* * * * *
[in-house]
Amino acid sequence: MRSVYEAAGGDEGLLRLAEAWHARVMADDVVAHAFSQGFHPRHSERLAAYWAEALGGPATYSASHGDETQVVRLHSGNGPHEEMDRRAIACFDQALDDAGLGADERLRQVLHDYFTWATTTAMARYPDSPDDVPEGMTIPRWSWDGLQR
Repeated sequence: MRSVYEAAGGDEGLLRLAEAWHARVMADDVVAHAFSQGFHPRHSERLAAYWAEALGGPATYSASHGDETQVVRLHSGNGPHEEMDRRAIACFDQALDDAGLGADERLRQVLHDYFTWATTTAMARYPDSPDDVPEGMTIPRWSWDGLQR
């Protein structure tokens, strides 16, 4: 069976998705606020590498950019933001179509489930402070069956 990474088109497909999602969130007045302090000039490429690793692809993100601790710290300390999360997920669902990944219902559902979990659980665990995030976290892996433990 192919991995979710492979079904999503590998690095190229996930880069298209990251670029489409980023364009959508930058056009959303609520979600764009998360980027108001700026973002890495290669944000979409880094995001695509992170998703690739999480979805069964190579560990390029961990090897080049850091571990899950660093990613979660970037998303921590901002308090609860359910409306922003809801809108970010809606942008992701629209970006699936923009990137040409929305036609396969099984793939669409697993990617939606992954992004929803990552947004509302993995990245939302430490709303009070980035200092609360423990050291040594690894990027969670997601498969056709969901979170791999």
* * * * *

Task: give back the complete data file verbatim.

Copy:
[in-house]
Amino acid sequence: MRSVYEAAGGDEGLLRLAEAWHARVMADDVVAHAFSQGFHPRHSERLAAYWAEALGGPATYSASHGDETQVVRLHSGNGPHEEMDRRAIACFDQALDDAGLGADERLRQVLHDYFTWATTTAMARYPDSPDDVPEGMTIPRWSWDGLQR
Repeated sequence: MRSVYEAAGGDEGLLRLAEAWHARVMADDVVAHAFSQGFHPRHSERLAAYWAEALGGPATYSASHGDETQVVRLHSGNGPHEEMDRRAIACFDQALDDAGLGADERLRQVLHDYFTWATTTAMARYPDSPDDVPEGMTIPRWSWDGLQR
């Protein structure tokens, strides 16, 4: 069976998705606020590498950019933001179509489930402070069956 990474088109497909999602969130007045302090000039490429690793692809993100601790710290300390999360997920669902990944219902559902979990659980665990995030976290892996433990 192919991995979710492979079904999503590998690095190229996930880069298209990251670029489409980023364009959508930058056009959303609520979600764009998360980027108001700026973002890495290669944000979409880094995001695509992170998703690739999480979805069964190579560990390029961990090897080049850091571990899950660093990613979660970037998303921590901002308090609860359910409306922003809801809108970010809606942008992701629209970006699936923009990137040409929305036609396969099984793939669409697993990617939606992954992004929803990552947004509302993995990245939302430490709303009070980035200092609360423990050291040594690894990027969670997601498969056709969901979170791999």